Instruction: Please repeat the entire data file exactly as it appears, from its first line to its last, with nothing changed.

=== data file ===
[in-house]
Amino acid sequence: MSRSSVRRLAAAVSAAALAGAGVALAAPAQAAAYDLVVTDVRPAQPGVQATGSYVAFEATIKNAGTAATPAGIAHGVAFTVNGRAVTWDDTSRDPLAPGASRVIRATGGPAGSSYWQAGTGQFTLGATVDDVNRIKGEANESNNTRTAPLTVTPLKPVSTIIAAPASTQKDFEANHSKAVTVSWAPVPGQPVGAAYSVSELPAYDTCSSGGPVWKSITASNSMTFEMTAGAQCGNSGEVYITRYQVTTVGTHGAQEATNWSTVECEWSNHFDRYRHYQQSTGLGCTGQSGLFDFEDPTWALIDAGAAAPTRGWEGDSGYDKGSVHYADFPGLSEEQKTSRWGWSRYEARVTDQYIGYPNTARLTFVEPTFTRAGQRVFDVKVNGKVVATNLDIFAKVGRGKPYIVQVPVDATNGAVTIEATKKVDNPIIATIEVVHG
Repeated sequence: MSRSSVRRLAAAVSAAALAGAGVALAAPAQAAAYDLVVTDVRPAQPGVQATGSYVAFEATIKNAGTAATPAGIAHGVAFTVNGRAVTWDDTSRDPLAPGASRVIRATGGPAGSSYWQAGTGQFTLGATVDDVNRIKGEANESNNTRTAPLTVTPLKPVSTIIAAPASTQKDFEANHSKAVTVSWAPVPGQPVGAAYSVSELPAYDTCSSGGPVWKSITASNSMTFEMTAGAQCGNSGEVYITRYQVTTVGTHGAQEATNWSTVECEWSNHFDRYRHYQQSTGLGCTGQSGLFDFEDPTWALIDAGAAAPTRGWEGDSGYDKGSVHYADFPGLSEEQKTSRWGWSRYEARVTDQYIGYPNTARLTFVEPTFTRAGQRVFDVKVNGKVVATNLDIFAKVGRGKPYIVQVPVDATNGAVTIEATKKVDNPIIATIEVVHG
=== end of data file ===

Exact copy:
[in-house]
Amino acid sequence: MSRSSVRRLAAAVSAAALAGAGVALAAPAQAAAYDLVVTDVRPAQPGVQATGSYVAFEATIKNAGTAATPAGIAHGVAFTVNGRAVTWDDTSRDPLAPGASRVIRATGGPAGSSYWQAGTGQFTLGATVDDVNRIKGEANESNNTRTAPLTVTPLKPVSTIIAAPASTQKDFEANHSKAVTVSWAPVPGQPVGAAYSVSELPAYDTCSSGGPVWKSITASNSMTFEMTAGAQCGNSGEVYITRYQVTTVGTHGAQEATNWSTVECEWSNHFDRYRHYQQSTGLGCTGQSGLFDFEDPTWALIDAGAAAPTRGWEGDSGYDKGSVHYADFPGLSEEQKTSRWGWSRYEARVTDQYIGYPNTARLTFVEPTFTRAGQRVFDVKVNGKVVATNLDIFAKVGRGKPYIVQVPVDATNGAVTIEATKKVDNPIIATIEVVHG
Repeated sequence: MSRSSVRRLAAAVSAAALAGAGVALAAPAQAAAYDLVVTDVRPAQPGVQATGSYVAFEATIKNAGTAATPAGIAHGVAFTVNGRAVTWDDTSRDPLAPGASRVIRATGGPAGSSYWQAGTGQFTLGATVDDVNRIKGEANESNNTRTAPLTVTPLKPVSTIIAAPASTQKDFEANHSKAVTVSWAPVPGQPVGAAYSVSELPAYDTCSSGGPVWKSITASNSMTFEMTAGAQCGNSGEVYITRYQVTTVGTHGAQEATNWSTVECEWSNHFDRYRHYQQSTGLGCTGQSGLFDFEDPTWALIDAGAAAPTRGWEGDSGYDKGSVHYADFPGLSEEQKTSRWGWSRYEARVTDQYIGYPNTARLTFVEPTFTRAGQRVFDVKVNGKVVATNLDIFAKVGRGKPYIVQVPVDATNGAVTIEATKKVDNPIIATIEVVHG